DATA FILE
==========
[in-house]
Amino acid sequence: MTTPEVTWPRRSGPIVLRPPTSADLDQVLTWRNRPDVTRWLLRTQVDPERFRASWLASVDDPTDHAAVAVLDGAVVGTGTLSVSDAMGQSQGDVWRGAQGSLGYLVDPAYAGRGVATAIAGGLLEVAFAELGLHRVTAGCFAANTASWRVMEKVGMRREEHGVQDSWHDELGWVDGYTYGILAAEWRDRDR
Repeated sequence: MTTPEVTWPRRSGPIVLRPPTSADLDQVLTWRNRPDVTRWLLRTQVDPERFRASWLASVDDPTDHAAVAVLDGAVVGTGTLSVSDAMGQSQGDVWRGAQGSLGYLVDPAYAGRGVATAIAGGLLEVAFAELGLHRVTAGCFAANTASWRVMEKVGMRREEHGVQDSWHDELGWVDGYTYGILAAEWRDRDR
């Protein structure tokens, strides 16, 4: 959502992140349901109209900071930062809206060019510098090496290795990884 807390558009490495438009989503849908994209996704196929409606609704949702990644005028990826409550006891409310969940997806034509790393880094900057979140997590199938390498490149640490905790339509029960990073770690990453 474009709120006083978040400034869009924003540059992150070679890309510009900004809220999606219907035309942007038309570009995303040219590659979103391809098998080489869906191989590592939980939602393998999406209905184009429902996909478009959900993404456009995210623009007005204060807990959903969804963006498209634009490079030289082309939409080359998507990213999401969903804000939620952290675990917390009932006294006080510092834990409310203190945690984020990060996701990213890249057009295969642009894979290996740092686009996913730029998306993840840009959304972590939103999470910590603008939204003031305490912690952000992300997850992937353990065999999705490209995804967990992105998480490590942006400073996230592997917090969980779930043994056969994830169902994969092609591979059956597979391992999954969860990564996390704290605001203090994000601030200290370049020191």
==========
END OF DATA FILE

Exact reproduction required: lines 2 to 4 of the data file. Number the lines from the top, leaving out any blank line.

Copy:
Amino acid sequence: MTTPEVTWPRRSGPIVLRPPTSADLDQVLTWRNRPDVTRWLLRTQVDPERFRASWLASVDDPTDHAAVAVLDGAVVGTGTLSVSDAMGQSQGDVWRGAQGSLGYLVDPAYAGRGVATAIAGGLLEVAFAELGLHRVTAGCFAANTASWRVMEKVGMRREEHGVQDSWHDELGWVDGYTYGILAAEWRDRDR
Repeated sequence: MTTPEVTWPRRSGPIVLRPPTSADLDQVLTWRNRPDVTRWLLRTQVDPERFRASWLASVDDPTDHAAVAVLDGAVVGTGTLSVSDAMGQSQGDVWRGAQGSLGYLVDPAYAGRGVATAIAGGLLEVAFAELGLHRVTAGCFAANTASWRVMEKVGMRREEHGVQDSWHDELGWVDGYTYGILAAEWRDRDR
């Protein structure tokens, strides 16, 4: 959502992140349901109209900071930062809206060019510098090496290795990884 807390558009490495438009989503849908994209996704196929409606609704949702990644005028990826409550006891409310969940997806034509790393880094900057979140997590199938390498490149640490905790339509029960990073770690990453 474009709120006083978040400034869009924003540059992150070679890309510009900004809220999606219907035309942007038309570009995303040219590659979103391809098998080489869906191989590592939980939602393998999406209905184009429902996909478009959900993404456009995210623009007005204060807990959903969804963006498209634009490079030289082309939409080359998507990213999401969903804000939620952290675990917390009932006294006080510092834990409310203190945690984020990060996701990213890249057009295969642009894979290996740092686009996913730029998306993840840009959304972590939103999470910590603008939204003031305490912690952000992300997850992937353990065999999705490209995804967990992105998480490590942006400073996230592997917090969980779930043994056969994830169902994969092609591979059956597979391992999954969860990564996390704290605001203090994000601030200290370049020191």